Renaissance Ultrasound Blog

October 28, 2009

GE Launches New Venue 40 Miniaturized Ultrasound Product Line

Filed under: Portable Ultrasound — Leslie @ 8:45 pm
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WAUWATOSA, WIS. – GE Healthcare, the $17 billion business unit of General Electric Company (NYSE: GE), today introduced the new Venue™ ultrasound product line to the medical market. The Venue 40, the first product launched, provides visualization for needle guidance procedures and rapid diagnostics in real-time at the bedside. These “point of care” settings are the fastest growing in ultrasound around the world. In the U.S., these applications grew an average of 30 percent per year over the past four years, as cited in a recent 2008 industry report issued by Klein Biomedical Consultants, an internationally recognized source of ultrasound market trends.

An intuitive touch screen and streamlined design make Venue 40 easy to use and easy to clean, especially for clinicians who use ultrasound to make immediate care decisions, or guide procedures.

Clinicians can execute all functions through an intuitive touch screen. Annotations and measurements can be entered quickly and precisely with a stylus. The sleek system is free from buttons, knobs or a keyboard on its touchscreen. Its small size and streamlined cart allows for imaging in some of the smallest of clinical spaces, such as at the bedside or in a trauma bay. The lightweight Venue 40 system can be easily transported from room to room.   A clinician can quickly dock the compact ultrasound unit in the cart or table dock, without tools.

The Venue comes in five versions for the following procedures:

Vascular

Anesthesia

Interventional

Musculoskeletal

Point of Care

Learn more at www.venue.gehealthcare.com

October 20, 2009

Medison’s New 3D/4D Ultrasound System

Available October 2009

As an innovator of 3D/4D ultrasound, Medison announces their newest system, Accuvix 20 Prestige.  The system features new ergonomics and new technology to produce greater quality images resulting in diagnostic confidence while providing an ideal scanning environment for the sonographer.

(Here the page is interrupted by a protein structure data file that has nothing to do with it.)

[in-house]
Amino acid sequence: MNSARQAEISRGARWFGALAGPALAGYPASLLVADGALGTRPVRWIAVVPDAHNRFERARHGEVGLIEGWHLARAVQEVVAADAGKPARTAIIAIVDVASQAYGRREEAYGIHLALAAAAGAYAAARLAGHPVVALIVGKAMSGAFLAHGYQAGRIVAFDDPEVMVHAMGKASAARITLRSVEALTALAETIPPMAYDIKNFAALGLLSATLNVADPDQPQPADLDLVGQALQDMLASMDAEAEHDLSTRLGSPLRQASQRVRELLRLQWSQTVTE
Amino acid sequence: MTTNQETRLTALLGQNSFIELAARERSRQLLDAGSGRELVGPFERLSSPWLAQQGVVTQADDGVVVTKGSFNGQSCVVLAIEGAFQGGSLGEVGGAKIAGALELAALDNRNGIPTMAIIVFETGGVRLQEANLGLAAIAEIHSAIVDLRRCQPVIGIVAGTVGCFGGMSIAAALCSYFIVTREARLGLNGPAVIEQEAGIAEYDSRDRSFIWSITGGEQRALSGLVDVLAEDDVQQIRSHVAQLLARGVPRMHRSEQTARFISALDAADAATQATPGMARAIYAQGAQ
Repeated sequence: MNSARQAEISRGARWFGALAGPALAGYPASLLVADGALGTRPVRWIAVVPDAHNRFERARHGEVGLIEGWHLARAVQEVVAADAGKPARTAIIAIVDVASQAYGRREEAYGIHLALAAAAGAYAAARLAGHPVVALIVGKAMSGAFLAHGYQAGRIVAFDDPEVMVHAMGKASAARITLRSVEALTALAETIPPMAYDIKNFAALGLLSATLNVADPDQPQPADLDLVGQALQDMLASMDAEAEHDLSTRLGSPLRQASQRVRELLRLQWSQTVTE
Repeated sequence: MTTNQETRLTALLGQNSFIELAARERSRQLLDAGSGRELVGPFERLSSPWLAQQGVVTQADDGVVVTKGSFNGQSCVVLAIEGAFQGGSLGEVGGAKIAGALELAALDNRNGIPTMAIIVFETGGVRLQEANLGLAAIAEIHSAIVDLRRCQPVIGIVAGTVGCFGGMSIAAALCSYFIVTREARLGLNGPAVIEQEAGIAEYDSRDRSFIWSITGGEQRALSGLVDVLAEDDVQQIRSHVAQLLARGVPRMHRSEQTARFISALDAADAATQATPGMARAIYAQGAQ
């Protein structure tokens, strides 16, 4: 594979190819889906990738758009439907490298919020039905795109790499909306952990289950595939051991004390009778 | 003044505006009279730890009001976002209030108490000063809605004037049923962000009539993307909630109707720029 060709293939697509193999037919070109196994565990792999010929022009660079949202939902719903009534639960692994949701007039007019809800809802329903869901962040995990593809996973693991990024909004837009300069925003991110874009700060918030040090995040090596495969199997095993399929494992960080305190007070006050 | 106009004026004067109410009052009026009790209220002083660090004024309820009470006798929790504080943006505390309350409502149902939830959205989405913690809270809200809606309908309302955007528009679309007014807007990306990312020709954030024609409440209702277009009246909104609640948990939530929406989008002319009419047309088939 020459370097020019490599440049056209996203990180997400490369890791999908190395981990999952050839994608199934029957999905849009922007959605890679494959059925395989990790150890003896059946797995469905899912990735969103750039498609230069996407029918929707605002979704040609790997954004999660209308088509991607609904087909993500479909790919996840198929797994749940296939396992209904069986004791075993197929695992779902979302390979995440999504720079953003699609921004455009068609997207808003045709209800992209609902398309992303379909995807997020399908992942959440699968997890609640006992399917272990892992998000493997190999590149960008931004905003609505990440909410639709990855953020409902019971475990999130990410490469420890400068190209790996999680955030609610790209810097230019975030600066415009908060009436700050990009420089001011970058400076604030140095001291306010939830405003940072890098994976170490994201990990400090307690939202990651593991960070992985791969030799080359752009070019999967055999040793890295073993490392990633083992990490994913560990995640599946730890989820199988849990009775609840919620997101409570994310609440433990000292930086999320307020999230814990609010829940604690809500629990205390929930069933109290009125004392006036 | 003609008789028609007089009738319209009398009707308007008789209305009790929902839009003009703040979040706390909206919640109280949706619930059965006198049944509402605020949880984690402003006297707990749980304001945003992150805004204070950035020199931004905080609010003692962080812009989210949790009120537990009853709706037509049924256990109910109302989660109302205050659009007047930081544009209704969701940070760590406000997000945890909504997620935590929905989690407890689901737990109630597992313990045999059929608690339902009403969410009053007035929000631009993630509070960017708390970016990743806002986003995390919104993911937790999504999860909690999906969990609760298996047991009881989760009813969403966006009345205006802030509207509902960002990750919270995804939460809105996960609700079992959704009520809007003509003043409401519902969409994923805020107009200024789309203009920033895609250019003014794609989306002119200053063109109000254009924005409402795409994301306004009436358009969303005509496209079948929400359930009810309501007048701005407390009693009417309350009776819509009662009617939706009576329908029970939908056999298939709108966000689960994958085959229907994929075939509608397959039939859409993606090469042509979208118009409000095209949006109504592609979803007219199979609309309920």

According to the company’s press release, its technology includes “cutting edge 3D MXI(TM) (3D Multi-eXtended Imaging(TM)), the ‘Prestige’ also comes with extended diagnostic tools including DMR+(TM) (DynamicMR+(TM)), Auto IMT(TM) and Panoramic imaging technology.”
In addition, the “DMR+(TM) (DynamicMR+(TM)) is fully optimized for evaluating detailed obstetrical, pelvic and abdominal anatomy.”

To learn more, visit their site at www.Medison.com

October 13, 2009

Supersonic Imagine

A new company, Supersonic Imagine, based in Aix-en-Provence, France, introduced the Aixplorer system which provides measurements of tissue stiffness. Unlike Toshiba’s reliance on operator compression or Siemens’ articulated transducer arm, SuperSonic Imagine uses a proprietary technique called ShearWave Elastography to produce consistent results. ShearWave Elastography is user-skill independent as it does not rely on compression but is based on the simultaneous use of both ultrasound waves and shear waves to assess tissue stiffness. ShearWave Elastography uses
remote palpation to provide an objective assessment of tissue stiffness in real time using color-coded mapping.”Beam formation and scan conversion are done by software rather than the hardware found on other systems”, company founder Jacques Souquet, Ph.D., the former chief technology officer of ATL and later Philips Ultrasound Souquet said.

Elastography

Filed under: Uncategorized — Leslie @ 2:37 am

For over 15 years, the technology of Elastography has been researched and studied.  Elastography is rooted in the practice of palpation, one of the oldest concepts in medicine. When an abnormal mass is discovered in a patient, an important aspect of the initial clinical examination is physically palpating the mass to assess its stiffness.  Elastography takes this concept one step further by using ultrasound to perform sophisticated and sensitive measurements of relative stiffness and creating detailed images depicting this information.  The technical term for the way a solid mass moves in response to a force is called elasticity. Scientists say that cancerous tumors have very low elasticity – they do not change shape readily when pressed. It is this property that enables Elastography to work. Elastography refers to the measurement of elastic properties of tissues, based on the well-established principle that malignant tissue is harder than benign tissue.  Research has shown that normal tissue and fat have smaller elasticity profiles, while hard areas, such as cancers, are larger than the gray-scale appearance.

Welcome to the Blog Page of Renaissance Ultrasound!

Filed under: Uncategorized — Leslie @ 1:10 am

Here we will post interesting information to keep our ultrasound professional friends up to date with the latest ultrasound affiliated technology and trends.  For on-site, system-specific, clinical application support, please visit our website http://www.RenaissanceUltrasound.com

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